Followers of this blog are probably keenly aware that the last few months have seen a flurry of activity related to biosecurity and biosafety policy. If you haven’t been following, it is worth a reminder that back in February, the Acting NIH Director reconvened the National Science Advisory Board for Biosecurity (NSABB) to help the U.S. government (USG) proactively ensure our biosecurity oversight framework keeps pace with rapid advances in scientific research. To help inform these deliberations, NIH hosted a virtual meeting and listening session on April 27 to hear stakeholder perspectives regarding USG oversight of research involving enhanced potential pandemic pathogens (ePPPs). With all this activity, I wanted to take a few moments to share my reflections on last week’s meeting and forecast what we hope to hear more about in the coming months.
First, I want to reiterate my gratitude to the speakers and public commenters who participated in this informative meeting. Given its technical nature, it was great to see that there were over 400 individuals viewing the meeting on the NIH Videocast, reinforcing the importance and timeliness of this engagement. If you weren’t able to join us last week, please bear in mind that this was only the first in a series of NIH meetings/listening sessions; you will have additional opportunities to participate and have your voice heard.
A significant focus for this meeting was to hear from experts about whether the scope of the oversight framework for ePPP research still hits the mark–are we still appropriately capturing what should be in and what should be out? Some stated that it would be beneficial to craft a more precise definition of ePPP and build in routine assessments to make sure the definition remains current. Others emphasized that a definition with built in flexibility is a better approach for evolving with new scientific discoveries. While there was no agreement on a bright line for defining the scope of ePPP, most emphasized the importance of transparency in how decisions about ePPP research are implemented. One thing is clear—continued discussions regarding this issue will be necessary.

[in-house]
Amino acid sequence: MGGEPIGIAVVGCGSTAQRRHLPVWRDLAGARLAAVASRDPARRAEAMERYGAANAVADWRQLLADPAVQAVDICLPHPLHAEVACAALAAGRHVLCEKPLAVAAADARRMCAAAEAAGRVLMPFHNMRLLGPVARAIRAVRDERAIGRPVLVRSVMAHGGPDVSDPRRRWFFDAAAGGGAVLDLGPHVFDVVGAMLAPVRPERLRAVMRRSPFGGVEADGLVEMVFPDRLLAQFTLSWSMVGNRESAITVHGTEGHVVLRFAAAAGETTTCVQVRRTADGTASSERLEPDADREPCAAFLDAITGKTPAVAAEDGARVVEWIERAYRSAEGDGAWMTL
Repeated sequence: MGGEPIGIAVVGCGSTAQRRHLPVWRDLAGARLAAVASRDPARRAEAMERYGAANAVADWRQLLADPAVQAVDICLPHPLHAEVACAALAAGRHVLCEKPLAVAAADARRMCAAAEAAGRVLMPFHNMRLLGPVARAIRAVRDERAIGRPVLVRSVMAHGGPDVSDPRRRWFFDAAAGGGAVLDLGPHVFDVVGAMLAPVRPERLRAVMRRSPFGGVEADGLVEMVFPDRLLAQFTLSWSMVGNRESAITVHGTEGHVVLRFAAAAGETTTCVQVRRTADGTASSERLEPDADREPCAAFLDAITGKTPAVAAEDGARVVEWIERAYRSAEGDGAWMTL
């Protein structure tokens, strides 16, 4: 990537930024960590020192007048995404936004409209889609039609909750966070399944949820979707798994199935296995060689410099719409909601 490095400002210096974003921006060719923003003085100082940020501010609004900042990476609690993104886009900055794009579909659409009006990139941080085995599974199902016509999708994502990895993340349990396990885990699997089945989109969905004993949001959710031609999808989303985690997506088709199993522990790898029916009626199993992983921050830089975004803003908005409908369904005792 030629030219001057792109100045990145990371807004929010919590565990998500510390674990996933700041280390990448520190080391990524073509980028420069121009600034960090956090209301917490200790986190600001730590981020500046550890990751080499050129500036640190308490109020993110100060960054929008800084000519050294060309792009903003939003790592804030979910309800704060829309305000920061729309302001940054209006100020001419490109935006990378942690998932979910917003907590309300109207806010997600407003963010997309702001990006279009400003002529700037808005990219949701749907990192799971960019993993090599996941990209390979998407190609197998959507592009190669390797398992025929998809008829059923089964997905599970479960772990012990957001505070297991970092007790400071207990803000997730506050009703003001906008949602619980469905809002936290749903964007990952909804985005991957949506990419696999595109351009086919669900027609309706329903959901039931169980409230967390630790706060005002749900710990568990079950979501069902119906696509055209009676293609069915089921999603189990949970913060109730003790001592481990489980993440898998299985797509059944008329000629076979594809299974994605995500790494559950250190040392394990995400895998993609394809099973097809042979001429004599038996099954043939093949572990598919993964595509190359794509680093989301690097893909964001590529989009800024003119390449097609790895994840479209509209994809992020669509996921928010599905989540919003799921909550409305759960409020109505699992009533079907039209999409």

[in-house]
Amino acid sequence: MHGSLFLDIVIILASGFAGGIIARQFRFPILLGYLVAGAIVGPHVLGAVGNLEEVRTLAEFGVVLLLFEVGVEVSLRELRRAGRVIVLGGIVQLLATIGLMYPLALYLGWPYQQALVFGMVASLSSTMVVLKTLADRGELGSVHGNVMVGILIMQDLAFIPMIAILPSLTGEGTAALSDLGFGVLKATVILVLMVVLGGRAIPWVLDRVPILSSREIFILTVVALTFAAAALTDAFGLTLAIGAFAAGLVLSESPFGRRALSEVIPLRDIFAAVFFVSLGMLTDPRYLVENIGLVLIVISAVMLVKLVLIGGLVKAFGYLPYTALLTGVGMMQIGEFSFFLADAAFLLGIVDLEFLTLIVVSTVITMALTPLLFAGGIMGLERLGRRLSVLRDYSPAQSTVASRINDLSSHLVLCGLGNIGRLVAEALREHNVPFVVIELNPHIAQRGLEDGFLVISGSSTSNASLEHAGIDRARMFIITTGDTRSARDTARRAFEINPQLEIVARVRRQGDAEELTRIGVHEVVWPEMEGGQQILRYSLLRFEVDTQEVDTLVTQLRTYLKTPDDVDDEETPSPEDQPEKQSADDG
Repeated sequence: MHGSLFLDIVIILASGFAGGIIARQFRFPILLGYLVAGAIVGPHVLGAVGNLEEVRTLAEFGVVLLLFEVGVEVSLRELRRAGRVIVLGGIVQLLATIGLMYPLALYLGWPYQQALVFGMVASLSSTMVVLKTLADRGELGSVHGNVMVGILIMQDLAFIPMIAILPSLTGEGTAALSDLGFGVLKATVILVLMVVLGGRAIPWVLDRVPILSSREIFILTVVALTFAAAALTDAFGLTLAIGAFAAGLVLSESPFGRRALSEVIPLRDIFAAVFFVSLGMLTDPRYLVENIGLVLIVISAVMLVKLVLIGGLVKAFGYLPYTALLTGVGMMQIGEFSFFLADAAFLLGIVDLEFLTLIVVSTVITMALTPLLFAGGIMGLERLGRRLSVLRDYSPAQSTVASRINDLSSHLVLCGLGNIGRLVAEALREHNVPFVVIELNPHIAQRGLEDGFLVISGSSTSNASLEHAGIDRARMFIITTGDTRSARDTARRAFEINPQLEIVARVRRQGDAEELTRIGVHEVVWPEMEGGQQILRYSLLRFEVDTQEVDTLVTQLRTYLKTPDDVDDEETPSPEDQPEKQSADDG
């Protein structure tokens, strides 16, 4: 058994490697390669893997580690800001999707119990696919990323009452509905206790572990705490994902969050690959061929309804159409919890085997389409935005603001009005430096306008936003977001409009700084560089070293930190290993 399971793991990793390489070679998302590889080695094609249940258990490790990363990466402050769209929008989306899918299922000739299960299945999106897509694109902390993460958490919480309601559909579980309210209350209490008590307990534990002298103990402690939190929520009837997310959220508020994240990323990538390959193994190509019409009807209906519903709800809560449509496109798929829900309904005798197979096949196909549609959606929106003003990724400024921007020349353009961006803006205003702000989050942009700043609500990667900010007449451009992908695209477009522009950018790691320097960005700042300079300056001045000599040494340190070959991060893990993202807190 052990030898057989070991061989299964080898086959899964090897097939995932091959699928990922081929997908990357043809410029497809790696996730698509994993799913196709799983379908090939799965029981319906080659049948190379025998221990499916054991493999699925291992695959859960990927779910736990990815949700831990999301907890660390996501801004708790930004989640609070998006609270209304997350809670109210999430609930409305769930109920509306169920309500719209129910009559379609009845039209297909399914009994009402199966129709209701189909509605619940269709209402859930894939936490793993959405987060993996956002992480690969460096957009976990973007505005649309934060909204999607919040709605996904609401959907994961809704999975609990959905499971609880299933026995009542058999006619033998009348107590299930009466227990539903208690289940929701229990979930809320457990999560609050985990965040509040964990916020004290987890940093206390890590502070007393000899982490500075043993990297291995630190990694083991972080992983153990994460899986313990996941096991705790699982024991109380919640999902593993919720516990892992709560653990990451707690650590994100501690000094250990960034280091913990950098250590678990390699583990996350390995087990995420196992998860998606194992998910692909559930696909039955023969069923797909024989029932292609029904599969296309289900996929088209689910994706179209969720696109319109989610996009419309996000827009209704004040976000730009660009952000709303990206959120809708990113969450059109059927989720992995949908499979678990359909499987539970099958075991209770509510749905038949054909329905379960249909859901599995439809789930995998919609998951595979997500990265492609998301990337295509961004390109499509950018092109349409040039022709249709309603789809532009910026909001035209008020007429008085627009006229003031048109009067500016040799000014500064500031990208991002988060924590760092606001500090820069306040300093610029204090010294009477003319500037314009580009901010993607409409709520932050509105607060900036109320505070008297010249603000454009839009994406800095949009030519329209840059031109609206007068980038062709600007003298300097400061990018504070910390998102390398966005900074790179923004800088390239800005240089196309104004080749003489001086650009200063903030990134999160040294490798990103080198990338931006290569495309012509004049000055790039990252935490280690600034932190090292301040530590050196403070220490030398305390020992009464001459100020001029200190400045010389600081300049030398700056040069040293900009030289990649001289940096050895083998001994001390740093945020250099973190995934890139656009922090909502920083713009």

We also heard from participants about potential strategies for balancing security measures with transparency. Something that particularly resonated with me was that many participants reinforced the importance that policymakers, researchers, and members of the public must work in tandem to achieve a successful path forward. It also was evident from the conversation that reasonable people may not perfectly agree on the path forward, but all agreed that having an open conversation about how decisions are being made and who is making them must be a priority. In a similar vein, there were some calls for increased communication regarding ePPP risk assessments, as well the specific outcomes of these assessments. However, as with all conversations around biosecurity, some of this research and information is sensitive, and some participants noted the importance of protecting the security of relevant research and the individuals conducting it.
As the last two years have shown, pandemics are a reality. We will need to continue our investment in biomedical research to bolster our readiness for, and capability to address, future potential pandemic threats. Make no mistake, the U.S. has a comprehensive biosafety and biosecurity oversight system that is based on identifying and assessing benefits and risks, and appropriately mitigating risks. However, we must also acknowledge that as science evolves, our policy framework might need to as well. We look forward to continuing these conversations with the community and working with the NSABB and across the government to preserve the critical advances of life sciences research while appropriately managing the potential risks.